While the update won’t bring a lot of novel features to consumers, it will open up new possibilities for developers. The big news is that WatchOS 2 allows access to more sensors and other hardware components.
Developers will now be able to use the Digital Crown for a lot more than zoom; the crown can be used to scroll through content, notifications and so on. The problem is that very few apps will take advantage of these new crown features; it will take a while before they are updated to support them. On the other hand, the whole point of allowing deeper access to various components is to compel developers to create native apps for the Apple Watch.
In addition to new digital crown controls, third party apps can also access the microphone and accelerometer.
So what about complications? From a developer perspective the ability to create, manage and customize new complications may be one of the biggest updates. The new ClockKit framework
ClockKit.framework is employed to manage complications associated with Apple Watch apps. The framework allows developers to use various data sources for Complications, and then to tweak the visual appearance to ensure a good match with the app. Everything is done using different
ClockKit.framework classes, and you can check out the official Apple ClockKit framework reference for additional details.
These changes might not sound like a big deal, but in the long run they may change the way users interact with their Watch OS devices. They can also create new use cases and motivate more developers to create native apps for the platform.
New WatchOS Architecture
The changes in WatchOS 2 aren’t skin-deep. Apple has reworked the WatchOS architecture, but the good news is that the changes shouldn’t create a lot of problems for developers.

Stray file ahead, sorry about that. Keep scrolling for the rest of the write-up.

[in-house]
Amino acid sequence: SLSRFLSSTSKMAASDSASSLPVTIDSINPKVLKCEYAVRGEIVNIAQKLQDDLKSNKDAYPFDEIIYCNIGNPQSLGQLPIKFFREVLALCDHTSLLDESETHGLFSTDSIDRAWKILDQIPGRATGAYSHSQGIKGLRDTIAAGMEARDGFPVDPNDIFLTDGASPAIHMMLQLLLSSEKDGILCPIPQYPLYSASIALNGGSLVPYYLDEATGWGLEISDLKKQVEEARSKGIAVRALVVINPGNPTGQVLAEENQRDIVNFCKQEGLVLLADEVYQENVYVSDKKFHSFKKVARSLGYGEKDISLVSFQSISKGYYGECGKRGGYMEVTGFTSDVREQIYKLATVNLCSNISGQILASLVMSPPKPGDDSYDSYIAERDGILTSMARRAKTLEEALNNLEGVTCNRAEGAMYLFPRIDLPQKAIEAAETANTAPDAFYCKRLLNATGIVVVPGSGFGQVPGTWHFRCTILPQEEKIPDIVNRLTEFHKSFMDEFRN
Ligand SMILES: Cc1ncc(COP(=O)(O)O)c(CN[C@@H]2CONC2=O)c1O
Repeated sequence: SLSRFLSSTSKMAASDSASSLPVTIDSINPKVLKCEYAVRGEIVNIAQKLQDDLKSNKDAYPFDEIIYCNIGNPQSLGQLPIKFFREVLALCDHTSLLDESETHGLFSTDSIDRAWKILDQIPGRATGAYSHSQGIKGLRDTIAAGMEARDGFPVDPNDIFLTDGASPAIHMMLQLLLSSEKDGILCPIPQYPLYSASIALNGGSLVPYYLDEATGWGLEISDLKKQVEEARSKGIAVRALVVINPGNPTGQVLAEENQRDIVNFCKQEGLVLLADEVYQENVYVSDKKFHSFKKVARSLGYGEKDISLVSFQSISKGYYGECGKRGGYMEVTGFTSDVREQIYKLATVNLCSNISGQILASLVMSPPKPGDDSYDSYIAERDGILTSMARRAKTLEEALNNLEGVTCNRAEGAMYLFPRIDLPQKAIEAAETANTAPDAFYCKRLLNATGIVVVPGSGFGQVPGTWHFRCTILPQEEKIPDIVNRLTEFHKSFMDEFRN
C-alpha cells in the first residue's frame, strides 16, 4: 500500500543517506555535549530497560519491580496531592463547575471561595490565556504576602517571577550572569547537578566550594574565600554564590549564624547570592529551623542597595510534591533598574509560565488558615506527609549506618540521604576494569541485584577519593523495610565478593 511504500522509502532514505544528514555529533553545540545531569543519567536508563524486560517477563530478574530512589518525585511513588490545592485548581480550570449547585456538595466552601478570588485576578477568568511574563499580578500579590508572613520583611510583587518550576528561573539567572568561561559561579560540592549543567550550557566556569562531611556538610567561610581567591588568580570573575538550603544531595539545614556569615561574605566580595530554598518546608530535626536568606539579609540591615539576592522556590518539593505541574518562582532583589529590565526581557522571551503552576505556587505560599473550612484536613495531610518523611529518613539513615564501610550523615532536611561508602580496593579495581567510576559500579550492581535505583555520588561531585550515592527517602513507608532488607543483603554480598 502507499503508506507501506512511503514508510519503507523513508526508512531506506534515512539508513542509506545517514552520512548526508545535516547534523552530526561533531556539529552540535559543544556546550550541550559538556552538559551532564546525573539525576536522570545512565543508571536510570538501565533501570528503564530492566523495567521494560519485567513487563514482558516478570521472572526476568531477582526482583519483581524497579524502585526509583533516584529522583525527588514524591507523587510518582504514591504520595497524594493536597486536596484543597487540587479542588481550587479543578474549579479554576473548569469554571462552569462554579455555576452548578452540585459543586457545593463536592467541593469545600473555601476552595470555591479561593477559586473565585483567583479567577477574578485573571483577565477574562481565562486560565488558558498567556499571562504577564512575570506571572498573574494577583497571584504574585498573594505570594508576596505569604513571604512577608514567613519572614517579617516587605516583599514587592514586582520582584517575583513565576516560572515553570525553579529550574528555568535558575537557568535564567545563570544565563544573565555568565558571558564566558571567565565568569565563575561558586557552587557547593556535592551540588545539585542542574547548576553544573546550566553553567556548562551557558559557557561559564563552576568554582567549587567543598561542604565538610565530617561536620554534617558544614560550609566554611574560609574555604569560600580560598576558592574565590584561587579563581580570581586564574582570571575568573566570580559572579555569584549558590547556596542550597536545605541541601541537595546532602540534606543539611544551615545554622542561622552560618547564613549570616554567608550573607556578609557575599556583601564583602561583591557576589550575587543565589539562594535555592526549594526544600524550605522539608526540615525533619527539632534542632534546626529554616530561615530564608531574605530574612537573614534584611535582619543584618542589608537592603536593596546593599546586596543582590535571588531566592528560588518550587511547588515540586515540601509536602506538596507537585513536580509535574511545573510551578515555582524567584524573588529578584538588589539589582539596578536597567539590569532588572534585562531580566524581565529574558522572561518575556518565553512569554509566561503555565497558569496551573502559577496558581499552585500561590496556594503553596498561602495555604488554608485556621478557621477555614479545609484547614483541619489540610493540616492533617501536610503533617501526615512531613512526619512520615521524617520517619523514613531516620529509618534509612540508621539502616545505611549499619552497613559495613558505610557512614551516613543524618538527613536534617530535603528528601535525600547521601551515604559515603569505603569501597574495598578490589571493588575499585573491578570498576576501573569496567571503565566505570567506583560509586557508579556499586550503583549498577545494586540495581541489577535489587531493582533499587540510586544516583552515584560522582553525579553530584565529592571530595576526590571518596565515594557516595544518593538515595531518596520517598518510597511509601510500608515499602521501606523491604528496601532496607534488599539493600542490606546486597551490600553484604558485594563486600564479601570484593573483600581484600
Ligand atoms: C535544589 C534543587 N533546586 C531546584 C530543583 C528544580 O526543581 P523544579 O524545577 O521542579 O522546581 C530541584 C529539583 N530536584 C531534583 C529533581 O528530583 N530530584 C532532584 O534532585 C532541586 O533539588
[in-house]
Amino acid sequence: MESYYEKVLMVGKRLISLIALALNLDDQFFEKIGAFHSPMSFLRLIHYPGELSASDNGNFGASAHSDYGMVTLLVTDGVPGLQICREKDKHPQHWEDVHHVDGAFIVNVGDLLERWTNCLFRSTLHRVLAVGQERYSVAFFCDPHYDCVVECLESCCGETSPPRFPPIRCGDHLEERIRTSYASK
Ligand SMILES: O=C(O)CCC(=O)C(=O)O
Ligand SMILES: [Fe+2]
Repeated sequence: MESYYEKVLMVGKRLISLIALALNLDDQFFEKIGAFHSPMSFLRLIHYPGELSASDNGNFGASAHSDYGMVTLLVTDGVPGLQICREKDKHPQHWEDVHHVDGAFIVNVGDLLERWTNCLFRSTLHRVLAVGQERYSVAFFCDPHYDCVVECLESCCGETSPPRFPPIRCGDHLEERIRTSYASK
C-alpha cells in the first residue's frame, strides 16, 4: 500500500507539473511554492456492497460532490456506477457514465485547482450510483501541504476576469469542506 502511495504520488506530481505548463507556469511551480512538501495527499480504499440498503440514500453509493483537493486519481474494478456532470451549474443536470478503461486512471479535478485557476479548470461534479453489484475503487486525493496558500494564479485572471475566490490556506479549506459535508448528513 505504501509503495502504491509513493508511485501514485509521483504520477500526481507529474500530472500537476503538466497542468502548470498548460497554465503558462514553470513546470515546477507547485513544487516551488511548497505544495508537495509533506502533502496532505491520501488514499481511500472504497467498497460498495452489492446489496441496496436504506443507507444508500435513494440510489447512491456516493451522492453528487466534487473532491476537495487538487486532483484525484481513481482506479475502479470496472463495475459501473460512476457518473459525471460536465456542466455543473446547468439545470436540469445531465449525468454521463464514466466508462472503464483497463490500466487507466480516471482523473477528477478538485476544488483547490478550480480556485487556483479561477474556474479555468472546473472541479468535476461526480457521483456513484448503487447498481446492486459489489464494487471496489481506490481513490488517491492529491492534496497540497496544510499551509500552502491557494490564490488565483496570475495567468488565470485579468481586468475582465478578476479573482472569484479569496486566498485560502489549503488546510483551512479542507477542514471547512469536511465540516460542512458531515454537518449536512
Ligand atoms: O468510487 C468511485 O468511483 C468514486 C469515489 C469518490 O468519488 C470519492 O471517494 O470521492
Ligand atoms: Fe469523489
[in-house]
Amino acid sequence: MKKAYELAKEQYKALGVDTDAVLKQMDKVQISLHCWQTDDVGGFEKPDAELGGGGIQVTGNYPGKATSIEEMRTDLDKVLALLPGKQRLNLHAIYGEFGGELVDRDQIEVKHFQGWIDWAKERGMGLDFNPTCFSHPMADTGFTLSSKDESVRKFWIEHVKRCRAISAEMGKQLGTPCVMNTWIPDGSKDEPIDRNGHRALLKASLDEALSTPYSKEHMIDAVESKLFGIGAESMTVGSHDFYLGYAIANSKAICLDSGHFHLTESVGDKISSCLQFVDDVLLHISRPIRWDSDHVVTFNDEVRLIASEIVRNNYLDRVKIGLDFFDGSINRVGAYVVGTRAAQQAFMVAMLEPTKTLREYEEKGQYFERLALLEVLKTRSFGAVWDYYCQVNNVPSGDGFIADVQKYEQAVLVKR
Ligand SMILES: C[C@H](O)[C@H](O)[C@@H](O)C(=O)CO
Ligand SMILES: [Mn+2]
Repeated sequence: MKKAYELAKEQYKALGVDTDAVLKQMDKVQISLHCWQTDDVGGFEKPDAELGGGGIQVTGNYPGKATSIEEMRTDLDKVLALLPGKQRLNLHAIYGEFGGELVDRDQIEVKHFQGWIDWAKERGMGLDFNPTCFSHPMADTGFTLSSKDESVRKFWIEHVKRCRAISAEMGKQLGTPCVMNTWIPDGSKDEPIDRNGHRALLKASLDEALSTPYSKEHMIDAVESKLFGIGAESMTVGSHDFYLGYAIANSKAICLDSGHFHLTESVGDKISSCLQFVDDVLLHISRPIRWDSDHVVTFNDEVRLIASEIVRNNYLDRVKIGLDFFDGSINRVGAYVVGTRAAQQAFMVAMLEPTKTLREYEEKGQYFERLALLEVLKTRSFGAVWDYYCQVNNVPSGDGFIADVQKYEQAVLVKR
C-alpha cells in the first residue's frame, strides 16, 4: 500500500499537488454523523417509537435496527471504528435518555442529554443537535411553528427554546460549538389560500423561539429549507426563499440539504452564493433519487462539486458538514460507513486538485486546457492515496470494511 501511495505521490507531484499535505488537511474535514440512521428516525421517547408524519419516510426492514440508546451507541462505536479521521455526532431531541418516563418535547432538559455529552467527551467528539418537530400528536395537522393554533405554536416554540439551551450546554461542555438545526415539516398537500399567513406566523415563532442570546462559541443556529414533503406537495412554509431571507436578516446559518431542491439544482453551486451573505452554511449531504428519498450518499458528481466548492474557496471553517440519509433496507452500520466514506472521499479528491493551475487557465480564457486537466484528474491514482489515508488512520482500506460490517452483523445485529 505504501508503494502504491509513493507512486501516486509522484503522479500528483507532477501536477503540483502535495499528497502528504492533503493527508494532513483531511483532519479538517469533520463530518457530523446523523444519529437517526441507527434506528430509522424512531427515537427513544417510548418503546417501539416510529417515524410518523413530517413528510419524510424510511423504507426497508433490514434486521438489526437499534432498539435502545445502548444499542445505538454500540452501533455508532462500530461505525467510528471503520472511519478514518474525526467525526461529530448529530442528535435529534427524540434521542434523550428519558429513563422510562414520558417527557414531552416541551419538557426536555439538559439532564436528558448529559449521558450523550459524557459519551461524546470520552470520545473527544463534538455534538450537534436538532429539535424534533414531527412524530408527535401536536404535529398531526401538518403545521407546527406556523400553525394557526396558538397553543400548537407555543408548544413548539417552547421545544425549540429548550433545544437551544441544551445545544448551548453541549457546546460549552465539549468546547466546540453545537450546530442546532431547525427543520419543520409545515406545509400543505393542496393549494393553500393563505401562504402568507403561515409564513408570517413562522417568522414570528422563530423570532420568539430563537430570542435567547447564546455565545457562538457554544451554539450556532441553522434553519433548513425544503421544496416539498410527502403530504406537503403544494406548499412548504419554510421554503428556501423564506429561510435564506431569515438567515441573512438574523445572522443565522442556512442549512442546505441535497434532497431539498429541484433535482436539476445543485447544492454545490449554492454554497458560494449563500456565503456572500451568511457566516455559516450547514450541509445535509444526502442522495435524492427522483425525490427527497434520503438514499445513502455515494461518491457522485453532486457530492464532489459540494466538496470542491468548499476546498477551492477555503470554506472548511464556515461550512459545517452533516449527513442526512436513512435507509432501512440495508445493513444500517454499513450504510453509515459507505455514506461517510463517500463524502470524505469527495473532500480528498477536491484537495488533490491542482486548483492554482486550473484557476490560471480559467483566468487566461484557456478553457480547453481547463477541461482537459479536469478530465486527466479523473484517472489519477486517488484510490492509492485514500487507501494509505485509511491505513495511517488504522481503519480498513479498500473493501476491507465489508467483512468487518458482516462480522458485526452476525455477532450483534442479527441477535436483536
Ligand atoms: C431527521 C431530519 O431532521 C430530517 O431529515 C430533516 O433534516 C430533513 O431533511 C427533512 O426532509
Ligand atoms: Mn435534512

In the first incarnation of WatchOS, the WatchKit extension ran on the user’s iPhone, but in WatchOS 2 it runs on the Apple Watch. Apple says moving the extension to the watch makes communication between the Watch app and extension “much faster,” and allows the app to work when the user’s iPhone is unavailable. Remember that untethered WiFi access I mentioned earlier? Well, this is one of the things that makes it possible. It is also important for expanded complications functionality.
The fact that the WatchKit extension was moved to the Apple Watch does not affect its functionality. Apple notes that the “division of labor” between the Watch app and WatchKit extension remains unchanged in WatchOS 2.
The app still contains the storyboards that define the screens the app uses to present information, while the WatchKit extension uses
WKInterfaceController subclasses to manage said screens. All interactions are still handled by the WatchKit framework.
Apple points out that, most of the time, existing WatchKit extension code should work in WatchOS 2. However, the decision to move WatchKit extensions to the watch will change the way apps are designed. Extensions will be implemented using WatchOS SDK frameworks instead of iOS SDK. However, for features not supported in WatchOS frameworks, developers will still have to rely on the iOS app. This also means that data is usually stored on the Apple watch, but in case the app needs some data from the companion app on an iOS device, it will fetch it wirelessly and transfer it to the Apple Watch. Developers will not be able to use a shared group container to exchange files with the iOS app.
Migration To WatchOS 2
It’s also worth noting that developers don’t have to migrate to WatchOS 2 yet, although Apple points out many features won’t be available if developers decide it’s not worth the trouble. Some architectural changes, outlined above, might be necessary, but the work may pay off in certain scenarios.